Sold in every kind of shop in some Turkish port towns, life jackets have become a symbol of the refugee crisis that brought a million people to Europe in 2015.  On the shores of Lesbos, Greece, German artists collect discarded life jackets as they prepare an art installation they plan to display in Germany.  For VOA, Hamada Elrasam has this report from Lesbos, Greece.
    Video

    Video E-readers Help Ease Africa's Book Shortage

    Millions of people in Africa can't read, and there's a chronic shortage of books. A non-profit organization called Worldreader is trying to help change all that one e-reader at a time. VOA’s Deborah Block tells us about a girls' school in Nairobi, Kenya where Worldreader is making a difference.
    Video

    Video Genius Lets World Share Its Knowledge

    Inspired by crowdsourcing companies like Wikipedia, Genius allows anyone to edit anything on the web, using its web annotation tool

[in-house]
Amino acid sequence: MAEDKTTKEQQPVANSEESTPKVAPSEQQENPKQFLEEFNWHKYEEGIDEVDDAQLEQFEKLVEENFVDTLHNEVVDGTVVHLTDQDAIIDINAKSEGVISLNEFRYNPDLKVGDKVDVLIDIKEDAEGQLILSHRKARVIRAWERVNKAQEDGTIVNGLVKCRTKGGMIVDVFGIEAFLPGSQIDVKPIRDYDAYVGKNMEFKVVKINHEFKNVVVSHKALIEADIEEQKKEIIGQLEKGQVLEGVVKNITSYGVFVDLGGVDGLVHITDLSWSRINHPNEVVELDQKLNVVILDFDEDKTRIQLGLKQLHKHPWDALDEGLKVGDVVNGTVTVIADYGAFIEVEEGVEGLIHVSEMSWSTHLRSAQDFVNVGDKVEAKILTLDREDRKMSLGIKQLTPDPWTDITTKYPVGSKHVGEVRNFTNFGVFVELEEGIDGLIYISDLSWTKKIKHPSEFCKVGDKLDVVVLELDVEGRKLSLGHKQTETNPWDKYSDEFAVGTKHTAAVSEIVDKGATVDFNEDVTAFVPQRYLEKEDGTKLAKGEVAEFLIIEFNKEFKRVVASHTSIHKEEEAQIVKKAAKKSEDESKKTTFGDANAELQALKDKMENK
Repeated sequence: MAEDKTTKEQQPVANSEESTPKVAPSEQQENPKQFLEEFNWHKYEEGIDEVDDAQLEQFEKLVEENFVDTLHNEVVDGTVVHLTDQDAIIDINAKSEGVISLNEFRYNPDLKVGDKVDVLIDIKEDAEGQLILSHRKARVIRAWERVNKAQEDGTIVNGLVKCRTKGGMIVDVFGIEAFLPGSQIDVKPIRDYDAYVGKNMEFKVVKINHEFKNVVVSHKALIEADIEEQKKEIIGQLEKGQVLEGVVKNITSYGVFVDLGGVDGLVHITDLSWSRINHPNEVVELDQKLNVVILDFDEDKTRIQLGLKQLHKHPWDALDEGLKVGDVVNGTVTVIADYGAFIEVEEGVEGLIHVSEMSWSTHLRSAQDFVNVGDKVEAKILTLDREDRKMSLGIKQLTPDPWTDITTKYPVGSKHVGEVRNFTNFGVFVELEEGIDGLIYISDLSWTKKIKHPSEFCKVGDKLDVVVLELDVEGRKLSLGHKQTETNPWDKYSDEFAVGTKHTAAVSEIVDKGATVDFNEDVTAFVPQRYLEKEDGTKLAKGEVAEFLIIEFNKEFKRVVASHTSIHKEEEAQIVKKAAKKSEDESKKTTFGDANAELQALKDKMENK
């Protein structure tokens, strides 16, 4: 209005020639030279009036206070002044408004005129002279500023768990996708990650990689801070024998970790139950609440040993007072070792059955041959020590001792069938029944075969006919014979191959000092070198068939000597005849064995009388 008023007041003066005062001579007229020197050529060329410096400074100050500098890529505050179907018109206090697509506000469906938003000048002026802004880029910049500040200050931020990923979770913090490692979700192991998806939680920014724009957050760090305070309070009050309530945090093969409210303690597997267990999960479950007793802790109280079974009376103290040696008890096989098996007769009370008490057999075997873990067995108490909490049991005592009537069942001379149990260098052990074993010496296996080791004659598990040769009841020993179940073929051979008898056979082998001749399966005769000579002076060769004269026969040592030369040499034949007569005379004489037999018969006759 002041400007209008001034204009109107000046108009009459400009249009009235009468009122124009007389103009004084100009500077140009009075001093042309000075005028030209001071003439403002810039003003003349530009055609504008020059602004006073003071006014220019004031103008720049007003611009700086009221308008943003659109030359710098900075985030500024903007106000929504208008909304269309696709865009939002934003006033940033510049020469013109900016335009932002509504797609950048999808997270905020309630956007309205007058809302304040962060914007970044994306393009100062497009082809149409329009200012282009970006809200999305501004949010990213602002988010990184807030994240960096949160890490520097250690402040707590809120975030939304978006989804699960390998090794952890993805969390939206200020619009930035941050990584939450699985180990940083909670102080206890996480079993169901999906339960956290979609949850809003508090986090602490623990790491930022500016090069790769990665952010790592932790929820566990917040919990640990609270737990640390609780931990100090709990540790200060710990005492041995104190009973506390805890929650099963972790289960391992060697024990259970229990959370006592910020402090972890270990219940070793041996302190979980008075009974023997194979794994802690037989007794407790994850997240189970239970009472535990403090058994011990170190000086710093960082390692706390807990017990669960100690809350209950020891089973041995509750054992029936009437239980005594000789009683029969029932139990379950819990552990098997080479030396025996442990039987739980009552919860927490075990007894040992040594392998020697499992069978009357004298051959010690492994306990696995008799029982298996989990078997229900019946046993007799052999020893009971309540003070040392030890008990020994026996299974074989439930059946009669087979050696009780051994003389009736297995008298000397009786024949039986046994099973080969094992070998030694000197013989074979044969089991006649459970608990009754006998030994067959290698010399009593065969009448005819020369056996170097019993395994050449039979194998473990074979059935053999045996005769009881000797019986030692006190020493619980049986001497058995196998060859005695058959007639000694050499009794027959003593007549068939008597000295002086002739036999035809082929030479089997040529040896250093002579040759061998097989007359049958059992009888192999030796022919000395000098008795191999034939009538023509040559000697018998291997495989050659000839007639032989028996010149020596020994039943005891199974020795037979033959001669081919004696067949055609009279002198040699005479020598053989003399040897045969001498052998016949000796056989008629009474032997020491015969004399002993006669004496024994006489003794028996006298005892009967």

Video

    Video In Philippines, Mixed Feelings About Greater US Military Presence

    In the Philippines, some who will be directly affected by a recent Supreme Court decision clearing the way for more United States troop visits are having mixed reactions.  The increased rotations come at a time when the Philippines is trying to build up its military in the face of growing maritime assertiveness from China.  From Bahile, Palawan on the coast of the South China Sea, Simone Orendain has this story.
    Video

    Video Microcephaly's Connection to Zika: Guilty Until Proven Innocent

    The Zika virus rarely causes problems for the people who get it, but it seems to be having a devastating impact on babies whose mothers are infected with Zika. VOA's Carol Pearson has more.
    Video

    Video Stunning Artworks Attract Record Crowds, Thanks to Social Media

    A new exhibit at the oldest art museum in America is shattering attendance records. Thousands of visitors are lining up to see nine giant works of art that have gotten a much-deserved shot of viral marketing. The 150-year-old Smithsonian American Art Museum has never had a response quite like this. VOA's Julie Taboh reports.